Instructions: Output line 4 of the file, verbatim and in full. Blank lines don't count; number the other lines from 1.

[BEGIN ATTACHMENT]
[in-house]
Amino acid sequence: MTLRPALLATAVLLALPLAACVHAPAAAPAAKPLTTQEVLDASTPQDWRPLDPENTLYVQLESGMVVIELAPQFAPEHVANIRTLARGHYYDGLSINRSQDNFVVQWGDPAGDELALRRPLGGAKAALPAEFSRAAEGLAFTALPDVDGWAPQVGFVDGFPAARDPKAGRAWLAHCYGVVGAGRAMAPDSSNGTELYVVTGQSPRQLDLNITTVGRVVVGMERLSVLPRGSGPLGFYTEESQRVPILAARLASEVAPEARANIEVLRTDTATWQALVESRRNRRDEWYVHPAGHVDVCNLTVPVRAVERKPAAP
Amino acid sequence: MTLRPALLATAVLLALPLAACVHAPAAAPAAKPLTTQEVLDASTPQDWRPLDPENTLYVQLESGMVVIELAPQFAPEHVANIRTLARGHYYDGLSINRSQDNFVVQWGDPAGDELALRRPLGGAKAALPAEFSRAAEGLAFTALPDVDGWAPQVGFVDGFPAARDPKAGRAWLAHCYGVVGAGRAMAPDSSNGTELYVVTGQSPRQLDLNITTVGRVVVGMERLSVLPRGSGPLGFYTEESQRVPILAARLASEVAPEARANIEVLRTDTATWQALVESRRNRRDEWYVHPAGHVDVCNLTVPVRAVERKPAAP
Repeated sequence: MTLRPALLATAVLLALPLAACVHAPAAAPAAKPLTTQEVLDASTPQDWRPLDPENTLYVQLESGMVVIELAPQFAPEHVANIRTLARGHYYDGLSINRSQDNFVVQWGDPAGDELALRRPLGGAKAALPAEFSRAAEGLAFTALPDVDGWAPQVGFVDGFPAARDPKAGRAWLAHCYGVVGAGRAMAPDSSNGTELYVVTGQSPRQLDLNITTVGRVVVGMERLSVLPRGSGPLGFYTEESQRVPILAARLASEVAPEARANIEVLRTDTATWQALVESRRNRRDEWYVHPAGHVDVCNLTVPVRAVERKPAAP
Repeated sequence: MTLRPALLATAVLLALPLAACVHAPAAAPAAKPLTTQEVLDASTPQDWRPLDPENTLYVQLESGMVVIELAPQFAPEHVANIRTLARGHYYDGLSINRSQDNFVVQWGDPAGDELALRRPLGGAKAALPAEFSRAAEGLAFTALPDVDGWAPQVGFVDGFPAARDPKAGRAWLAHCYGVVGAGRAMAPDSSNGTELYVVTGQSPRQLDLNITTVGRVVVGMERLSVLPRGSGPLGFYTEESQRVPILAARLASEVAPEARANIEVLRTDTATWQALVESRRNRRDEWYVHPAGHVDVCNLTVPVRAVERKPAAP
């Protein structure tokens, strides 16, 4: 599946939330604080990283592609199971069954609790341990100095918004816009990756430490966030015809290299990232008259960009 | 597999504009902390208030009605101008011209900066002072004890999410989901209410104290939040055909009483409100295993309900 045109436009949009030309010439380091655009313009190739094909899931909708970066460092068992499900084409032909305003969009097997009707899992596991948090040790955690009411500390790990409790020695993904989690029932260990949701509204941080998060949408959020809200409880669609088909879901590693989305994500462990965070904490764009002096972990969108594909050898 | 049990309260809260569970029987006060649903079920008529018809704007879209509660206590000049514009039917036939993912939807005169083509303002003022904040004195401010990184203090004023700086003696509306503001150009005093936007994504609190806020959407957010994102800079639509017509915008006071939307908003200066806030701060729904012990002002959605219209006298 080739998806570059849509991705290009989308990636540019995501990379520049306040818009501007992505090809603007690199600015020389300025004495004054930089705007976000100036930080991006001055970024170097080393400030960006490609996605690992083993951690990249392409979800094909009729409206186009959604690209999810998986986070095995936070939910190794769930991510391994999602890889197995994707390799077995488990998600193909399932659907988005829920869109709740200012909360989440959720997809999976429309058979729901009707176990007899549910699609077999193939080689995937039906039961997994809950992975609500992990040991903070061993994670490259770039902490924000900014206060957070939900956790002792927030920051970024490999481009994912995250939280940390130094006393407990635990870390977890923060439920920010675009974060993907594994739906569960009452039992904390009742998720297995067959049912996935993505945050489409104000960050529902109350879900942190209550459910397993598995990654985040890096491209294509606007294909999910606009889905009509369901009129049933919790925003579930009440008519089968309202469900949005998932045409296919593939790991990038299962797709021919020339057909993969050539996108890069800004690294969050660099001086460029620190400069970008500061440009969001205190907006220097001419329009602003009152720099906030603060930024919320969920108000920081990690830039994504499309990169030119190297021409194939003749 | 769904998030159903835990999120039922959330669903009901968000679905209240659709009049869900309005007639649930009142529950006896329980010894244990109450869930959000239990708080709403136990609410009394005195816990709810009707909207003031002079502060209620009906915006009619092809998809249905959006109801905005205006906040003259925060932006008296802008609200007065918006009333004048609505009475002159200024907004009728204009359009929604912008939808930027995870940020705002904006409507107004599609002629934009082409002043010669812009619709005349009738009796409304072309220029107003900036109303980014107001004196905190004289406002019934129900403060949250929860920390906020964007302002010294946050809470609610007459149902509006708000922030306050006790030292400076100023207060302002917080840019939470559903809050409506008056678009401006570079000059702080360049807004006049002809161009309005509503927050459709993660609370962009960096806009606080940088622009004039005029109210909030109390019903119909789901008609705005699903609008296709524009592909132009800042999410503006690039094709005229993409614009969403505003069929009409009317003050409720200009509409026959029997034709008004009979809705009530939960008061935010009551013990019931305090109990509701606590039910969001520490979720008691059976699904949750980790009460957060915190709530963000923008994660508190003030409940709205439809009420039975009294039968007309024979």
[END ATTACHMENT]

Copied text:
Repeated sequence: MTLRPALLATAVLLALPLAACVHAPAAAPAAKPLTTQEVLDASTPQDWRPLDPENTLYVQLESGMVVIELAPQFAPEHVANIRTLARGHYYDGLSINRSQDNFVVQWGDPAGDELALRRPLGGAKAALPAEFSRAAEGLAFTALPDVDGWAPQVGFVDGFPAARDPKAGRAWLAHCYGVVGAGRAMAPDSSNGTELYVVTGQSPRQLDLNITTVGRVVVGMERLSVLPRGSGPLGFYTEESQRVPILAARLASEVAPEARANIEVLRTDTATWQALVESRRNRRDEWYVHPAGHVDVCNLTVPVRAVERKPAAP